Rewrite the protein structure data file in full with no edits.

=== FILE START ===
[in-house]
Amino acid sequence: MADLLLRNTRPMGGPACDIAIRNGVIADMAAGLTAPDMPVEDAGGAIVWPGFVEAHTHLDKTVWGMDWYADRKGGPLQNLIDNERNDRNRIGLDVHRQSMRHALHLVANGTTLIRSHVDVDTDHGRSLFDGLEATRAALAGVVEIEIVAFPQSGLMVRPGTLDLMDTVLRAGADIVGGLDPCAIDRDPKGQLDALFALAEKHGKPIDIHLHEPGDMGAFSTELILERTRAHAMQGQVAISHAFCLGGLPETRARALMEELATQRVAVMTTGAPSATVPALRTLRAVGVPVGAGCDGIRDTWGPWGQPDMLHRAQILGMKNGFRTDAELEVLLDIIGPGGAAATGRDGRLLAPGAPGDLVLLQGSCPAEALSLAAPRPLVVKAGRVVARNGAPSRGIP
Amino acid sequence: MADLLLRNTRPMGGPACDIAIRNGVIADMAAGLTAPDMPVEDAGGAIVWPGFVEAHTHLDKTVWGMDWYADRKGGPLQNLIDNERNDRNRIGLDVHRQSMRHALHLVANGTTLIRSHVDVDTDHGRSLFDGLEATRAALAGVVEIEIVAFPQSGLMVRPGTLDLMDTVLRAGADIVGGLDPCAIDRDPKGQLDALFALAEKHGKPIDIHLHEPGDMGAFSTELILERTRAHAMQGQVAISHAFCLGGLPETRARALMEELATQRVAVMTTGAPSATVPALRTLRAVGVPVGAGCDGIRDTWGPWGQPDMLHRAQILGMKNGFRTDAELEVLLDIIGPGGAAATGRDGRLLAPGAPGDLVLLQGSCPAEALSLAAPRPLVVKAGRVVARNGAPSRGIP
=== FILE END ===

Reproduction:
[in-house]
Amino acid sequence: MADLLLRNTRPMGGPACDIAIRNGVIADMAAGLTAPDMPVEDAGGAIVWPGFVEAHTHLDKTVWGMDWYADRKGGPLQNLIDNERNDRNRIGLDVHRQSMRHALHLVANGTTLIRSHVDVDTDHGRSLFDGLEATRAALAGVVEIEIVAFPQSGLMVRPGTLDLMDTVLRAGADIVGGLDPCAIDRDPKGQLDALFALAEKHGKPIDIHLHEPGDMGAFSTELILERTRAHAMQGQVAISHAFCLGGLPETRARALMEELATQRVAVMTTGAPSATVPALRTLRAVGVPVGAGCDGIRDTWGPWGQPDMLHRAQILGMKNGFRTDAELEVLLDIIGPGGAAATGRDGRLLAPGAPGDLVLLQGSCPAEALSLAAPRPLVVKAGRVVARNGAPSRGIP
Amino acid sequence: MADLLLRNTRPMGGPACDIAIRNGVIADMAAGLTAPDMPVEDAGGAIVWPGFVEAHTHLDKTVWGMDWYADRKGGPLQNLIDNERNDRNRIGLDVHRQSMRHALHLVANGTTLIRSHVDVDTDHGRSLFDGLEATRAALAGVVEIEIVAFPQSGLMVRPGTLDLMDTVLRAGADIVGGLDPCAIDRDPKGQLDALFALAEKHGKPIDIHLHEPGDMGAFSTELILERTRAHAMQGQVAISHAFCLGGLPETRARALMEELATQRVAVMTTGAPSATVPALRTLRAVGVPVGAGCDGIRDTWGPWGQPDMLHRAQILGMKNGFRTDAELEVLLDIIGPGGAAATGRDGRLLAPGAPGDLVLLQGSCPAEALSLAAPRPLVVKAGRVVARNGAPSRGIP